Sen. Doug Jones, D-Ala., defied all odds when he became the first Democrat sent by Alabama to the U.S. Senate in 25 years.
Before Jones won the deep red state's special election in 2017, former Sen. Jeff Sessions, R-Ala., had occupied the same seat for more than two decades. Sessions left the upper chamber after being confirmed as President Donald Trump's first attorney general. He was unceremoniously fired less than two years later.
A diverse coalition of Alabama voters united behind Jones to defeat Roy Moore, a judge twice removed from the state's Supreme Court. Moore's campaign was upended by multiple allegations of sexual misconduct.
In the end, the same blue wave did not surge for a second time in 2020. As polls predicted, Jones fell short in his first re-election as an incumbent senator. Republicans flipped the blue seat, the Associated Press called on Tuesday night.
A historic loss was not enough to stop Moore from vying again for the Republican nomination for a re-match against Jones. He went down in flames, while Sessions headed to a run-off for his old seat against former Auburn University head football coach Tommy Tuberville in the party's primary.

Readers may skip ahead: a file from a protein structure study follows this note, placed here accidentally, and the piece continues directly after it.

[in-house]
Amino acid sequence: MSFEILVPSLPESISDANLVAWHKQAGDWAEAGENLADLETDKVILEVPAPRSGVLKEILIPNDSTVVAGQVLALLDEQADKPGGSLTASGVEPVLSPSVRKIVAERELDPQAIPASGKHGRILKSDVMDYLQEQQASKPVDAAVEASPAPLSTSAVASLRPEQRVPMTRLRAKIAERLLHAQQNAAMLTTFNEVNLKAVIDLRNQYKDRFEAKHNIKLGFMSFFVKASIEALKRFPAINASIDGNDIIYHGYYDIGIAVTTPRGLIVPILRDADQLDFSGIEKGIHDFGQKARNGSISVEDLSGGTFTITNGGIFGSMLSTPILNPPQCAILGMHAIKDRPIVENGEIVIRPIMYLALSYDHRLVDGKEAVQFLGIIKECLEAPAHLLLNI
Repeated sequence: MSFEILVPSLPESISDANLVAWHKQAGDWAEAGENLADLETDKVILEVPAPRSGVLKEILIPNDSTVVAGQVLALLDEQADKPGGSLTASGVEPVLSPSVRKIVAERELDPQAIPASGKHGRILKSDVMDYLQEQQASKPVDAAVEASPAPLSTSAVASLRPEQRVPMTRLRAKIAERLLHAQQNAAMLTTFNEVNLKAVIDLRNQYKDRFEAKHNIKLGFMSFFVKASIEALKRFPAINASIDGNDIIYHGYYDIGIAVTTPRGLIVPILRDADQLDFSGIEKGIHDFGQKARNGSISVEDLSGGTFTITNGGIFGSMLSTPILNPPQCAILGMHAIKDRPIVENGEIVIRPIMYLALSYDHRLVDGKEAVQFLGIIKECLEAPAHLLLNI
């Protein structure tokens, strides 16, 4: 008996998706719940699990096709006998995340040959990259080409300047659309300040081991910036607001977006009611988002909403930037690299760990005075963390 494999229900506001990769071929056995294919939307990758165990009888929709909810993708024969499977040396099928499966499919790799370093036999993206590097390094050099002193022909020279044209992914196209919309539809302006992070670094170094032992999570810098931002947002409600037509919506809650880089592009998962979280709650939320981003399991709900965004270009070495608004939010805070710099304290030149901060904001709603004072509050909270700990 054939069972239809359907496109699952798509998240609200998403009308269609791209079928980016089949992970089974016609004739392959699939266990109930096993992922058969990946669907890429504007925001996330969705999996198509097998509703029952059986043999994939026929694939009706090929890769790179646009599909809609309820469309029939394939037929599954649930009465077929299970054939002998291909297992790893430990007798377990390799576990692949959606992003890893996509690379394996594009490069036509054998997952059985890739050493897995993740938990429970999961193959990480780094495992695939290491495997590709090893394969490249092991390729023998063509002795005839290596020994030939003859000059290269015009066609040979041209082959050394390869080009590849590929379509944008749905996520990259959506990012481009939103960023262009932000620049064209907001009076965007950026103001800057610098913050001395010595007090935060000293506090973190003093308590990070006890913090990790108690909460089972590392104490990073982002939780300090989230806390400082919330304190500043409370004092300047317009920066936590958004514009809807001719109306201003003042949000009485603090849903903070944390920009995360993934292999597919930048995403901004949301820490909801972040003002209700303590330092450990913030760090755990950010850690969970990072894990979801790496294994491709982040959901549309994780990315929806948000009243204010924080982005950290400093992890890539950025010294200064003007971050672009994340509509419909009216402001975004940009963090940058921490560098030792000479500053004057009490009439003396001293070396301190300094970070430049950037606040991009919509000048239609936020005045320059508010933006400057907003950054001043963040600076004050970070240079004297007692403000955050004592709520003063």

Though Sessions was the very first sitting U.S. senator to endorse Trump for president, the commander in chief did not return the favor after his former attorney general recused himself from former special counsel Robert Mueller's probe into Russian interference in the 2016 election. Trump backed Tuberville, another political outsider.
Loyalty, the trait which Trump values above all else, loomed large over the Republican primary. Tuberville claimed that Sessions had "quit on the president" when he recused himself in the Russia investigation. The former football coach invoked Trump's pet slogans, such as "build the wall" and "drain the swamp," along the campaign trail.
Jones is a former U.S. attorney who helped bring two former Klansmen to justice who killed four little girls when they bombed the 16th Street Baptist Church in Birmingham.
Tuberville is a former college football coach who never led Auburn to a national championship. Nick Saban, the current head coach of the University of Alabama's football team, has six national championships over his career.
"Tommy Tuberville has never been ahead in the polls in November only to go on and disappoint the state of Alabama on a national scale before," PFTCommenter told Salon on Election Day. "Don't expect him to start now."